A broad and miscellaneous class of surnames, nickname surnames could refer either directly or indirectly to a characteristic of the original bearer of the name. They can describe the bearer's favored style of clothing, appearance, habits, or character.
Often nicknames described attributes that were traditionally assigned to animals. In the pre-Christian era, many pagan gods and demi-gods were believed to be a mixture of animals and humans, such as the Greek god Pan who was the god of flocks and herds and was represented as a man with the legs, horns and ears of a goat. In the Middle Ages, anthropomorphic ideas, which attributed human qualities and form to gods or animals, were held about the characters of other living creatures. They were based on the creature's habits. Moreover, these associations were reflected in folktales, mythology, and legends which portrayed animals behaving as humans. A modern example of anthropomorphism is the cartoon character Bugs Bunny, who is a rabbit with human characteristics.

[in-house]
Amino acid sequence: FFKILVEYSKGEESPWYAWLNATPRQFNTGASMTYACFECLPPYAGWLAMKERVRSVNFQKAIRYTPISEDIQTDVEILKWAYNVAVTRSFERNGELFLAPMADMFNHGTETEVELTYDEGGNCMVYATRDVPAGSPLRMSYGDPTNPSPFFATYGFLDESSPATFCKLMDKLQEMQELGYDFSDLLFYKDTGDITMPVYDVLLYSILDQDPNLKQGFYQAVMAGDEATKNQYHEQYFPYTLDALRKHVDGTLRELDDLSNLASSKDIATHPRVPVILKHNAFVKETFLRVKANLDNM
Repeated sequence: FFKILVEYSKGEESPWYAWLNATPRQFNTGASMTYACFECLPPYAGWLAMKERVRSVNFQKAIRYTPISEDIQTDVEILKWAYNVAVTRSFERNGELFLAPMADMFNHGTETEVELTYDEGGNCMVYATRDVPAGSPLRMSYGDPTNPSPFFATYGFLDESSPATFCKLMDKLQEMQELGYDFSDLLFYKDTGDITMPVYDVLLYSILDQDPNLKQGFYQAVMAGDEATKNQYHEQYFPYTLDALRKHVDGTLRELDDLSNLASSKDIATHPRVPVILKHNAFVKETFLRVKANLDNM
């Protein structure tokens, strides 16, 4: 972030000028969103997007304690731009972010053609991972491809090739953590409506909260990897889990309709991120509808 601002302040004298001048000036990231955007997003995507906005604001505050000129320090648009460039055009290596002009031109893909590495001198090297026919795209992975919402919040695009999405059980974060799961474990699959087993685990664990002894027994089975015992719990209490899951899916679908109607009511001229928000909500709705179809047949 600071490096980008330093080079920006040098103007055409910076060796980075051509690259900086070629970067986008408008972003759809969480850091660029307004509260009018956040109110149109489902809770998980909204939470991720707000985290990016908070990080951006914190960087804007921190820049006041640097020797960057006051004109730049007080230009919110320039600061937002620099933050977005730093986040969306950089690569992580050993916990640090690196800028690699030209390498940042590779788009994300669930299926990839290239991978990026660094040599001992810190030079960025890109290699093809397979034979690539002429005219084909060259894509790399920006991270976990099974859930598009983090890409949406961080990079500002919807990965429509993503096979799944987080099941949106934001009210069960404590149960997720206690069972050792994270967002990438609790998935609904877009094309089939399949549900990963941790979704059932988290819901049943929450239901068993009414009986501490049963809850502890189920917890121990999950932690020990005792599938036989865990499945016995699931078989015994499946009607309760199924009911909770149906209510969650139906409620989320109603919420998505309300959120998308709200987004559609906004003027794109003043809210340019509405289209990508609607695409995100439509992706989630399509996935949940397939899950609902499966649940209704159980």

Nicknames often described the time or season of the birth, baptism or conversion of the original bearer. In addition, numerous nicknames referred to various religious festivals, medieval name days, or the particular day of the week when feudal services were fulfilled.
Nickname surnames were frequently the result of a spontaneous reaction to a particular occasion or event.
- ^ Swyrich, Archive materials
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